Fifteen games is a lot. That is almost a professional schedule (sans playoffs). But even as the college game inches closer and closer to NFL resemblance, these kids cannot shoulder the same workload as those who play football full time. They have other obligations to attend to.
However, that doesn't mean Saban does not want to tweak the postseason. Looping bowl selection into the SEC scheduling debate—refresher course: The league decided to stay with an eight-game conference schedule, much to Saban's dismay—he said the NCAA should look into changing the six-win rule for bowl eligibility:
Specifically, he suggested having the CFP selection committee choose all of the bowls (instead of just the six CFP bowls), much like the selection committee for the NCAA Men's Basketball Tournament:
Ostensibly, choosing who makes the postseason on overall merit instead of a context-lacking baseline would encourage teams to schedule harder games.
Playing FCS cupcakes is sensible so long as getting to six wins is mandatory, but it would shine a negative light without many positives if five (or even four) wins would work just as well.
The logistics would need some tweaking, but, on principle, this is not the worst idea in the world. Is it likely to happen, though?
That's a different question.
Jacob Coker Still Needs to Win the Quarterback Job
You can file this one under "coach speak." Or at least I think you can. Still, it would be remiss not to touch on Jacob Coker, the Florida State transfer whom many think will win the starting quarterback position.
Despite the prevailing opinion that Coker will beat out Blake Sims for the job, Saban reiterated that the team feels differently:
When asked by Bleacher Report's Barrett Sallee to talk about Coker as a player, he even changed the topic to Sims:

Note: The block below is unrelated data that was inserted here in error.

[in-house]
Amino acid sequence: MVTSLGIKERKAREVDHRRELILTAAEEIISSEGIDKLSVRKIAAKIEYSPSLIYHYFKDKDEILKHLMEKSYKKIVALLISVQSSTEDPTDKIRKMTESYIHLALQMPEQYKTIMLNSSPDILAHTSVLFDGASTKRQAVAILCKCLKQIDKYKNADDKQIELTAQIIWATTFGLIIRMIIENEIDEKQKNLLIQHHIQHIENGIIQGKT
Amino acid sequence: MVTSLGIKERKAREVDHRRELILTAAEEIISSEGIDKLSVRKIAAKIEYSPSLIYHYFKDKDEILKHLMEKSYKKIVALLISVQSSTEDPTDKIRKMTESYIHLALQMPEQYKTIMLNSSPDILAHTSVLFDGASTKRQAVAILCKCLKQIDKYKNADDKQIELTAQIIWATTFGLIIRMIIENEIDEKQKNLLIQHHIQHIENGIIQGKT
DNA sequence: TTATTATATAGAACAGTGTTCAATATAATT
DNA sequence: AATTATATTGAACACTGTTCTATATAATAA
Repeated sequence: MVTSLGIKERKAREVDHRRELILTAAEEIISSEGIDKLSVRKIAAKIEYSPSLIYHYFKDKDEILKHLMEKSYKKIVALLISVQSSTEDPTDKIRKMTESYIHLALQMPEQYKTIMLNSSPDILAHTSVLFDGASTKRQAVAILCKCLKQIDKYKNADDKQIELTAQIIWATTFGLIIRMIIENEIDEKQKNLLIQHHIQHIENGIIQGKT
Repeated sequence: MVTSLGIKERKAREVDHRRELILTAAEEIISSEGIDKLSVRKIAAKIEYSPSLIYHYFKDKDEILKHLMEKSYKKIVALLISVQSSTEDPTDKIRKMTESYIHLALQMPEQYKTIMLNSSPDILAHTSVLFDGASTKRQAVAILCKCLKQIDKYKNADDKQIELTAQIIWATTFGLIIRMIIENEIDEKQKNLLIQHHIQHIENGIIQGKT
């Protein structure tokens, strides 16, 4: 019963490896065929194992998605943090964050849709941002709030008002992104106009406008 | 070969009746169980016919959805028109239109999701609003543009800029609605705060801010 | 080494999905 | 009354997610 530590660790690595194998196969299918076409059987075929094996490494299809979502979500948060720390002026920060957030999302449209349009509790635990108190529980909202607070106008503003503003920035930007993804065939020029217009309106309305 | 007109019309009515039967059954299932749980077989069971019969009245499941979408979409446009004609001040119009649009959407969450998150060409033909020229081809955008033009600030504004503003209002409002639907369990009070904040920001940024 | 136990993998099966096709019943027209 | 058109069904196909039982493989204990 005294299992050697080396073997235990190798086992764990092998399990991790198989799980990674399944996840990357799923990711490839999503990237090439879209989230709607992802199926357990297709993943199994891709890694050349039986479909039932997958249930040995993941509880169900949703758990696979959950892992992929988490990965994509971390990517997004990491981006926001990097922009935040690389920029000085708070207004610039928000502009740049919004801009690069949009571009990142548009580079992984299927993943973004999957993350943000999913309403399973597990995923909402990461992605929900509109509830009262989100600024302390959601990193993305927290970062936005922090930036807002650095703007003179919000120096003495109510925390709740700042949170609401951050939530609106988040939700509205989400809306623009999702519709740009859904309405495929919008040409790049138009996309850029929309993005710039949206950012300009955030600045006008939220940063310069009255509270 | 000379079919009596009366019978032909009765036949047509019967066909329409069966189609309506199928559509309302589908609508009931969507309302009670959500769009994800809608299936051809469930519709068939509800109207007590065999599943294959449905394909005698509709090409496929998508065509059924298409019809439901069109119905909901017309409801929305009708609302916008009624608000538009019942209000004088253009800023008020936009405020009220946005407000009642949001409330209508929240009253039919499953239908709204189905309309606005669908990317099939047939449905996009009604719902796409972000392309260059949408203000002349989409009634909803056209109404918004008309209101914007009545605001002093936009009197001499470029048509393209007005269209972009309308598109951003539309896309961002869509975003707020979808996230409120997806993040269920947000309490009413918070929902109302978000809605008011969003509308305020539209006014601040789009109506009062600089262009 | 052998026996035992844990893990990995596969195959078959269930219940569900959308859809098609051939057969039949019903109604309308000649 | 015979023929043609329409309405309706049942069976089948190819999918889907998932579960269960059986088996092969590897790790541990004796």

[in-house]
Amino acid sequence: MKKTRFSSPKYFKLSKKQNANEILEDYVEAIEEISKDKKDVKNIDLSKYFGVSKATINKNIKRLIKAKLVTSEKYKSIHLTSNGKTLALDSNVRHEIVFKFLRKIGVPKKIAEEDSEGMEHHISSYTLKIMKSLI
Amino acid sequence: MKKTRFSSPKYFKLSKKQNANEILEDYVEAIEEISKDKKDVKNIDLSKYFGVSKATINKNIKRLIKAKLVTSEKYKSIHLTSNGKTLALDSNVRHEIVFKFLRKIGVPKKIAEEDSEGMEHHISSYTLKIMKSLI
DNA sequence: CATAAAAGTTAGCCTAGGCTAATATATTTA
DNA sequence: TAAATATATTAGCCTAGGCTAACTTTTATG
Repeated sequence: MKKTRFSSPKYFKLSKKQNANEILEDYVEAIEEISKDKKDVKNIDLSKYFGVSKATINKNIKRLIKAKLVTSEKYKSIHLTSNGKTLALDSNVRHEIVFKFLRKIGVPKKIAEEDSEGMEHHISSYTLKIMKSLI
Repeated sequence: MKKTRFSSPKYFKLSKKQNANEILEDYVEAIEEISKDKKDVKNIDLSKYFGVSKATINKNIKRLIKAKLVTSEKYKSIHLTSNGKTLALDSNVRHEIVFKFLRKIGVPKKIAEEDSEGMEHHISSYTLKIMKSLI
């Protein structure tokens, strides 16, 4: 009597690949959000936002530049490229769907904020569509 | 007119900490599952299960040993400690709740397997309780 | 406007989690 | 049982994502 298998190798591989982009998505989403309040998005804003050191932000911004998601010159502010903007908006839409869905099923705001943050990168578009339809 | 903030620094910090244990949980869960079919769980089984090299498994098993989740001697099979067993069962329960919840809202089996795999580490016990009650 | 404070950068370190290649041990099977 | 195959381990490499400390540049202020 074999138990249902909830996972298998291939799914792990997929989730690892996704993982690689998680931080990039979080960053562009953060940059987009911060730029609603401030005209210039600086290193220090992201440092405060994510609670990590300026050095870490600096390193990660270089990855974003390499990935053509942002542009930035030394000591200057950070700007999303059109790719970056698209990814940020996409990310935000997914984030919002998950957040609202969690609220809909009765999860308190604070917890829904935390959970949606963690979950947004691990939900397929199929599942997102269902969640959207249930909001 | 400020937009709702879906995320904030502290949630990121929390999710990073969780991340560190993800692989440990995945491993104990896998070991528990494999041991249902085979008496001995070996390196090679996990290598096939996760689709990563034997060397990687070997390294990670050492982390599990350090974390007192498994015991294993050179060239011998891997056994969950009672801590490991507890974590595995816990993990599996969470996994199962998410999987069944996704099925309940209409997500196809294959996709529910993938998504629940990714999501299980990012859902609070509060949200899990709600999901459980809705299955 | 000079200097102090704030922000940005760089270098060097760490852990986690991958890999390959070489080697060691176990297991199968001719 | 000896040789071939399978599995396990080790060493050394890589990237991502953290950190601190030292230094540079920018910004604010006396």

All of this makes sense. I'm not even sure it constitutes a "takeaway," since the answers were so predictable. Coker still hasn't practiced with the team, so it would be heresy for a coach to say he's the favorite (or worse, that he's already earned the job). It would not be fair to the players who have poured their sweat onto the field.
Still, no matter what Saban says, people are going to peg this as Coker's job until seeing otherwise. Actions speak louder than words, and Sims' last action was an ugly performance in the A-Day game.
We will see in a month or so whether this means anything.
Saban Never Discussed the Texas Job
Saban was asked directly about the head coaching vacancy at Texas this offseason, and he confirmed that he never had any contact with the university and that he plans on finishing his career in Tuscaloosa:
Take this with a grain of salt if you must.
Saban said the same kind of things to the Miami media before leaving the Dolphins to join Alabama in the first place. Like a mistress who eventually becomes a wife, Alabama fans can never entirely trust what comes out of Saban's mouth regarding other coaching positions. Given how they got their own start together, doing so would be myopic.
Still, Saban sounded forthright—or at least as forthright as he possibly can—in dismissing the Texas claims. Given the rumors that the Longhorns were willing to pay him a $100 million salary, as Paul Finebaum claims in his upcoming book (h/t Bob Carlton of AL.com), it feels safe to say that Saban is committed to the program.
And, really, why wouldn't he be?
Follow Brian Leigh on Twitter: @BLeighDAT